How Musicians are Reinventing the Concert Experience During the Pandemic
When the global pandemic ate away at peoples’ way of life from the start of 2020, many musicians were stuck, with almost no way to interact with fans, let alone earn money. But with a little surge in creativity and the utilization of today’s modern technology, digital concerts/live streams have taken over the music industry. Not only do they ensure a safe, but still joyful experience for fans, they also allow fans from all over the world to watch their favorite artist without worrying about transportation or financial struggles.
Almost right after coronavirus struck the U.S., big names in pop, as well as smaller ones, found a great new way to express the music they had made. Instagram Live, an Instagram feature used to interact with followers, was now booming with artists holding concert “live streams” from the comfort of their homes. Youtube, a music and video platform, was also a popular major streaming platform for these home events. #TogetherAtHome was trending on all sorts of social media platforms as well, a form of promoting the concert live streams. And the best part of it all: fans didn’t have to pay a thing. Both sides of the entertainment have been able to enjoy the rough time without a worry.
Phoebe Bridgers, a 26-year-old guitarist and singer from Los Angeles, was able to perform her music for 10,000 fans - on Instagram Live. Sitting in her living room with a set of pajamas on, she managed to perform for more fans that would be able to fit in a typical concert venue, and the virtual experience allowed for many conveniences on both sides. John Legend, a 42-year-old singer, performed for 70,000 playing the piano in a bathrobe. Diplo, a popular DJ, played around with his music in a dimly lit room. All these artists were able to thrive more than ever doing what they loved while stuck in their homes, something that would sound unthinkable in another time period.
By the end of 2019, countless K-pop groups had announced their world tours for the next year, hitting the U.S., Europe, South America, and other parts of Asia. Fans bought tickets, merchandise, and the iconic lightsticks in the excitement for the concerts that would be to come. But once the pandemic hit, a whole wave of cancellations and postponements hit like a rock, the fans who were looking forward to seeing their favorite artists on stage were met with disappointment. Then online concerts came to the scene. These K-pop artists took technology and innovated it, creating an experience some have claimed to be even better than an in-person concert. Unlike the mere live stream from living rooms as American artists had been doing, K-pop took to the stage, created transitions only capable virtually, performed more songs than ever before, and even shared the stage with lucky groups of fans.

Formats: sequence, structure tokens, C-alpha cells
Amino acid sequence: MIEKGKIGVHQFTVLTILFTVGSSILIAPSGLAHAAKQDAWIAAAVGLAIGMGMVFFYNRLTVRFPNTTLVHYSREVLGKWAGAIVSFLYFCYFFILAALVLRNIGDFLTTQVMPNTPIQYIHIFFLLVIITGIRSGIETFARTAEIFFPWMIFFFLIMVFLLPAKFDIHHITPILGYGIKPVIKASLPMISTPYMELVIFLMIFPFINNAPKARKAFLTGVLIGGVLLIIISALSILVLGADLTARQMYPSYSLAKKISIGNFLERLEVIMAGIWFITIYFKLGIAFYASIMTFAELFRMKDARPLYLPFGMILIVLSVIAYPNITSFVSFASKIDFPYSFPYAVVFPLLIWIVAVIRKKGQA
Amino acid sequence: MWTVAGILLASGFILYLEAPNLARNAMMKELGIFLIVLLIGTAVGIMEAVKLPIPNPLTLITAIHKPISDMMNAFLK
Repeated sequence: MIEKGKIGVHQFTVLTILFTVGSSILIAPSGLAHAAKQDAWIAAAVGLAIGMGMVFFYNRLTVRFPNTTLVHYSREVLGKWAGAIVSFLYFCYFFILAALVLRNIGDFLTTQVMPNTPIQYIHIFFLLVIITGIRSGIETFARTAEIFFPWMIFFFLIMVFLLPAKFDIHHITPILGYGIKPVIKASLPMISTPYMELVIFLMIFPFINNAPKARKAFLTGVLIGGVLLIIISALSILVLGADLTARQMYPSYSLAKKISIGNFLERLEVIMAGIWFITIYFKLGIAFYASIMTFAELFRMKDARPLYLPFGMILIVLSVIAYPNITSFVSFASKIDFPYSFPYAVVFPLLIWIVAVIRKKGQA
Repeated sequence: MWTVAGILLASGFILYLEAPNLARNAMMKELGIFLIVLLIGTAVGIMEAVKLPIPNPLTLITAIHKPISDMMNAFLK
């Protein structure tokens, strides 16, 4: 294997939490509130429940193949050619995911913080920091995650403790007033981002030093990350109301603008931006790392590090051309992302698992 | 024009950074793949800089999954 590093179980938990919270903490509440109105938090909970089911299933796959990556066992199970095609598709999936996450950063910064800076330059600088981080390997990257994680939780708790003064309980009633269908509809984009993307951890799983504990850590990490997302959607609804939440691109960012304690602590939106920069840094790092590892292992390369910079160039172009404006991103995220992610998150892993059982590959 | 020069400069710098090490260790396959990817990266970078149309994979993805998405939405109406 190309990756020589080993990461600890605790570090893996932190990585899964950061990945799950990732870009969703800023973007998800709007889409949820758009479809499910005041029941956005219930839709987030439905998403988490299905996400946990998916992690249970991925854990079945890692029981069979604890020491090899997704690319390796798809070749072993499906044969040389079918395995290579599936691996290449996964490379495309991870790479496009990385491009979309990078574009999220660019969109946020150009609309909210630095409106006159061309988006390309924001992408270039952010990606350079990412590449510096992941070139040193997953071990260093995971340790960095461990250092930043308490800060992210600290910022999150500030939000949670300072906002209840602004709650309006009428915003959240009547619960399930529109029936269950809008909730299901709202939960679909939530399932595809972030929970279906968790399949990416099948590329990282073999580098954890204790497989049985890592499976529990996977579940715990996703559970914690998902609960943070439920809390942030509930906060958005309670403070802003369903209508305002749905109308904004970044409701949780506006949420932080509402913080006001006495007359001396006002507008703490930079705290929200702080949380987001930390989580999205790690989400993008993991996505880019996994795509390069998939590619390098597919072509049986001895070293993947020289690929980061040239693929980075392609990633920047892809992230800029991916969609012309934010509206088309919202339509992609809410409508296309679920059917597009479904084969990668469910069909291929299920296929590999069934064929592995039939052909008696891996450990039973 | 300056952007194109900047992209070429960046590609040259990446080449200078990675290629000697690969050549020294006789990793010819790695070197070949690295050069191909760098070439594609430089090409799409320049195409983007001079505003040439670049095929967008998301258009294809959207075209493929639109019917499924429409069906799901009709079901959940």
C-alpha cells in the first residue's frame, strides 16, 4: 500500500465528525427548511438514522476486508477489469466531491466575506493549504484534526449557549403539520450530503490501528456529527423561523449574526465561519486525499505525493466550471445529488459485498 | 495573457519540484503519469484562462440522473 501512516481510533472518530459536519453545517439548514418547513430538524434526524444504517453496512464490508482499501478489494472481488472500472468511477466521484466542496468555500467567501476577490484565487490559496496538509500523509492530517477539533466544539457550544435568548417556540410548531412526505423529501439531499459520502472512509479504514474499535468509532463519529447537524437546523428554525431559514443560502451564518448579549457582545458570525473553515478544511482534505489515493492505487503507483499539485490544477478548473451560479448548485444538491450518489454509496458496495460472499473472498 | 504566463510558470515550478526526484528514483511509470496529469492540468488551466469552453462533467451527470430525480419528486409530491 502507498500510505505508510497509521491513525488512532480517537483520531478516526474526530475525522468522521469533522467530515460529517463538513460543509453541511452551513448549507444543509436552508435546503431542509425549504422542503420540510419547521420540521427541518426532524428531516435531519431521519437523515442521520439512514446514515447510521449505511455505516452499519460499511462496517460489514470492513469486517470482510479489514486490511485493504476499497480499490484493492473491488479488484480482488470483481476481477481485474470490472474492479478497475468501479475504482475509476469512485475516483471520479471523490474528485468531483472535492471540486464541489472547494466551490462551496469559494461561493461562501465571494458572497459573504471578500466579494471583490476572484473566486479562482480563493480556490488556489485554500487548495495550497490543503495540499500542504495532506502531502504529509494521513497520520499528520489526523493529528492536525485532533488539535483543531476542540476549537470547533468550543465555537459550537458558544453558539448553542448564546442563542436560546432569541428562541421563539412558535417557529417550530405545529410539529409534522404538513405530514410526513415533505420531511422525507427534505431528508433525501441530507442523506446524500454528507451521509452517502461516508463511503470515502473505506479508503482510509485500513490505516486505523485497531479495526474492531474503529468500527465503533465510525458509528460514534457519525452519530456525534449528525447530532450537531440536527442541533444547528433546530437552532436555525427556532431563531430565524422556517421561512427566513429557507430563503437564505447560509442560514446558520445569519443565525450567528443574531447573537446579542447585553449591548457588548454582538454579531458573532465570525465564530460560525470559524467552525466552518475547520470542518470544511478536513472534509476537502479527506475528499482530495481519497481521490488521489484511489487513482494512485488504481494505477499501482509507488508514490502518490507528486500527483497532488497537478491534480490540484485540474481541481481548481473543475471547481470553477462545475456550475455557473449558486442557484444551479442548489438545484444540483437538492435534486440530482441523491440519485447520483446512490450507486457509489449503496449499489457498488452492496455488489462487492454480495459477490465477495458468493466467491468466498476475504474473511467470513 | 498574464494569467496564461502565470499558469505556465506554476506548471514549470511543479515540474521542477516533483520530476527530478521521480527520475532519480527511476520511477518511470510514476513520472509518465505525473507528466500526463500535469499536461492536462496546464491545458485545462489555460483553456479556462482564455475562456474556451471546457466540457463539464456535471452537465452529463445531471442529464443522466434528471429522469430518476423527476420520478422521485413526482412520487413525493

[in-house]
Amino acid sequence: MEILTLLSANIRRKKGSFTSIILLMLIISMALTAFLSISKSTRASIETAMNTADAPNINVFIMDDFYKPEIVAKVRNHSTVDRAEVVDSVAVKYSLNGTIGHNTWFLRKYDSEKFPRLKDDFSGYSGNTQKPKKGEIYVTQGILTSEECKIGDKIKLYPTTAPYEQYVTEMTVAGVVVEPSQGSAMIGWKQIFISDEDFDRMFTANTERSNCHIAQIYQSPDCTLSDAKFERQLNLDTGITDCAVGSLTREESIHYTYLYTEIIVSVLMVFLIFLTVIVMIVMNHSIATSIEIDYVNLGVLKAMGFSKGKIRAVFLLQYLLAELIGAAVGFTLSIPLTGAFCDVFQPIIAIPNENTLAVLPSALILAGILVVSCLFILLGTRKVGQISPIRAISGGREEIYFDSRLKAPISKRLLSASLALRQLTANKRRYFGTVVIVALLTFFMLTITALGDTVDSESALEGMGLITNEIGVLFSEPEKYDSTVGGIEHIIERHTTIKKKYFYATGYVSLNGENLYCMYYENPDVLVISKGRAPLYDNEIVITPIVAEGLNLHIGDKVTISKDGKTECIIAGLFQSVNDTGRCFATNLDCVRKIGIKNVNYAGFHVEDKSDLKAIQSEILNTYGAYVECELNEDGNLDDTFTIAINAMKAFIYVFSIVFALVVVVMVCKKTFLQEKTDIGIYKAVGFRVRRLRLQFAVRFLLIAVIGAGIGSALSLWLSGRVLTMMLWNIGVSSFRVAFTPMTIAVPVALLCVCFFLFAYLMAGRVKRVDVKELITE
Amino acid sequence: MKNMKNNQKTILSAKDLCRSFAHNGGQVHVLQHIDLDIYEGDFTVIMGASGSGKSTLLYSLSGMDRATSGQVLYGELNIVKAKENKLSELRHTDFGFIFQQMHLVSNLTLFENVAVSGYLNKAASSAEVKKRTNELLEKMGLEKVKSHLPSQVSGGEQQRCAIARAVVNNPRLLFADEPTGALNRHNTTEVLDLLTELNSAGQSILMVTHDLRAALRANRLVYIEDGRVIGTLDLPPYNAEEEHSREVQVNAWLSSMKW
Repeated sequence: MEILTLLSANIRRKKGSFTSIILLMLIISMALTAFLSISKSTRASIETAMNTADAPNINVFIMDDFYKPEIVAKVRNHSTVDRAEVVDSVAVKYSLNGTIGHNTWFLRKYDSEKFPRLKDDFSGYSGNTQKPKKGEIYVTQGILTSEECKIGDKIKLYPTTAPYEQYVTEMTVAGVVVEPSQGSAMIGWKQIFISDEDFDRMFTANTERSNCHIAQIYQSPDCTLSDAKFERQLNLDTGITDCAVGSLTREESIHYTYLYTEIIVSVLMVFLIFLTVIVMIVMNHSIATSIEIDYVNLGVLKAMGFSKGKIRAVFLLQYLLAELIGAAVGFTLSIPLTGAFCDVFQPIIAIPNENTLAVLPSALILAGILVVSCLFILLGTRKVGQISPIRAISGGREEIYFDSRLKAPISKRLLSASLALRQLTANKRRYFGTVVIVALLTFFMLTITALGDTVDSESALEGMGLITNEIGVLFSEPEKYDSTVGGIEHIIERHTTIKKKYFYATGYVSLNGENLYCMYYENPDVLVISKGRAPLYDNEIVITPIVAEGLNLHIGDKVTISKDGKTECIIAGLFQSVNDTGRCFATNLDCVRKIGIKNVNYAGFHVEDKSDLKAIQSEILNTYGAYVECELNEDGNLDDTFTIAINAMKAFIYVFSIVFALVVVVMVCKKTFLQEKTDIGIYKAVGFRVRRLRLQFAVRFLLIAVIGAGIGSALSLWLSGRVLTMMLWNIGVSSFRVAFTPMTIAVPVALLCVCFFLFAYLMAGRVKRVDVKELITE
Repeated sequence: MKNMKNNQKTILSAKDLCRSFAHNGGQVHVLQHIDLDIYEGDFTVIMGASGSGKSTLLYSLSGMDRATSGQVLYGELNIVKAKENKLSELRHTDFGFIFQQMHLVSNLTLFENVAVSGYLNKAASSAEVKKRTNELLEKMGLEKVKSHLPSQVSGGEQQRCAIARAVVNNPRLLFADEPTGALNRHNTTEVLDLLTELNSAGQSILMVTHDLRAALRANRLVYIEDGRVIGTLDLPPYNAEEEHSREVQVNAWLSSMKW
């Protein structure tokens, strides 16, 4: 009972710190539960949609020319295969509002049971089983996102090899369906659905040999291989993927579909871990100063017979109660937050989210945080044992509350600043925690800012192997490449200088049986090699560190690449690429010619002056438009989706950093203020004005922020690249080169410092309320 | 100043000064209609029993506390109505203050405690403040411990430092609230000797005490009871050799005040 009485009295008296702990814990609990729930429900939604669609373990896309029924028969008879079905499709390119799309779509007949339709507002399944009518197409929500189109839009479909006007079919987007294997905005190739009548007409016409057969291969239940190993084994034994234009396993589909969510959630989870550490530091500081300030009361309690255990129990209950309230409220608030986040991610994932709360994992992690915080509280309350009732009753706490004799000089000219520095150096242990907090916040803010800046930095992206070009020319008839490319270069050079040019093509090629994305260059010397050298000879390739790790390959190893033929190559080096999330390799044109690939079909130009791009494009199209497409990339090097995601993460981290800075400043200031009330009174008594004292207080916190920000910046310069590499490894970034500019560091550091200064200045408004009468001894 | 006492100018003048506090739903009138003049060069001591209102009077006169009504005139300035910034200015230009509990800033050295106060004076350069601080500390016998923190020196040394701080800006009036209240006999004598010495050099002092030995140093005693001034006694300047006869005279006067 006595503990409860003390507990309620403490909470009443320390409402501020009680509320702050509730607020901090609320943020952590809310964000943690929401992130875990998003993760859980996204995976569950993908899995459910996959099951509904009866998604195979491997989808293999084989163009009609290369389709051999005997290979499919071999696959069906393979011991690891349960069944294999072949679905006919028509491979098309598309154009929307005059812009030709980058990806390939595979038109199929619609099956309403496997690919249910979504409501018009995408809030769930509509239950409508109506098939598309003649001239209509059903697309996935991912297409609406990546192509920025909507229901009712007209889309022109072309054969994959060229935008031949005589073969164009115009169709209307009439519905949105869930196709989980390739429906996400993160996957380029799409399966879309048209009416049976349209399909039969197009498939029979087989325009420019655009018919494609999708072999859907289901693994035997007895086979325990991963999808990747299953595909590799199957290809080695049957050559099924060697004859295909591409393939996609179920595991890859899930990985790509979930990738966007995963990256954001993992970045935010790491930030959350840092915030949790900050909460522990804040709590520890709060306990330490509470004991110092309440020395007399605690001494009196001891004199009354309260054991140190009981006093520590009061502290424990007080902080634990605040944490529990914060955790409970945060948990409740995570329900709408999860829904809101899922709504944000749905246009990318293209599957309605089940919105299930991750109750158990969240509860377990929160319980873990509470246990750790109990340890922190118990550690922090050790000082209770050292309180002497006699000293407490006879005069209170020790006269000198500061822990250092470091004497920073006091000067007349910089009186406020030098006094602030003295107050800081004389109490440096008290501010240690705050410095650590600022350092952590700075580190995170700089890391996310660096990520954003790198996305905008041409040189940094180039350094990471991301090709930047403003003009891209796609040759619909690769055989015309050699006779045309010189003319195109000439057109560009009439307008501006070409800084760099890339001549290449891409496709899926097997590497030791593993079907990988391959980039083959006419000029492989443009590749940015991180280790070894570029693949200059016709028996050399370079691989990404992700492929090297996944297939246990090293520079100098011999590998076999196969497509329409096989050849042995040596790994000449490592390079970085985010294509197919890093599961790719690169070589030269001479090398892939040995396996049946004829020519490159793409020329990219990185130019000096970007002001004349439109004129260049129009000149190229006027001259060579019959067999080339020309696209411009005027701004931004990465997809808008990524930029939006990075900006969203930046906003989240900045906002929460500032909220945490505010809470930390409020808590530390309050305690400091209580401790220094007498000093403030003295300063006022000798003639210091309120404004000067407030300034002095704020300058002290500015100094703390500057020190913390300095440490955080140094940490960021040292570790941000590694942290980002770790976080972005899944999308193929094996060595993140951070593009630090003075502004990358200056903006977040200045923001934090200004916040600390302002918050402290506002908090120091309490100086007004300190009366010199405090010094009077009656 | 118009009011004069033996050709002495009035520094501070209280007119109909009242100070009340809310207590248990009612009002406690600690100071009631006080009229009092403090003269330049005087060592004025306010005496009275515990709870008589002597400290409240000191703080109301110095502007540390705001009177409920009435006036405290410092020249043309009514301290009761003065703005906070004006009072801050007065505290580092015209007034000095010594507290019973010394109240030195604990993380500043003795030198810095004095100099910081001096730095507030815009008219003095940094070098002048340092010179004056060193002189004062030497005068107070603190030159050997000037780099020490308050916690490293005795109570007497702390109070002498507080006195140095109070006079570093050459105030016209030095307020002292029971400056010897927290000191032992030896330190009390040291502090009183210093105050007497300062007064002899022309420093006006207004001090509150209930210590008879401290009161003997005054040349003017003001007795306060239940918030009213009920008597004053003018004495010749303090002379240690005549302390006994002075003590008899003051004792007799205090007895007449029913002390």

One K-pop group in particular, BLACKPINK, rushed to the virtual concert scene in February 2021, presenting their fans, BLINKs, with fresh performances and even a new song. In an interview with Billboard held before the concert, the members claimed, “We are so excited because there are songs from 'The Album' that we will be performing for the first time, and previous songs that we have changed up.” They also used a virtual setting to their advantage, saying, “We used this opportunity to take advantage of the benefits of an online concert by coming up with different sets and performances that would add to the characteristics of our stages.” Instead of going on a world tour and wasting energy in doing so many concerts in a short period of time, BLACKPINK simply had to hold one to impress over a million viewers via YouTube.
The power of modern-day technology has helped to keep the true concert spirit alive while many are being forced to stay at home. While some suspect that online concerts may completely replace in-person concerts to avoid an artist-fan hassle, most believe that the in-person concert experience will still hold superior. Nonetheless, online concerts and live streams have proven to be a great way to keep music fans content in a time of despair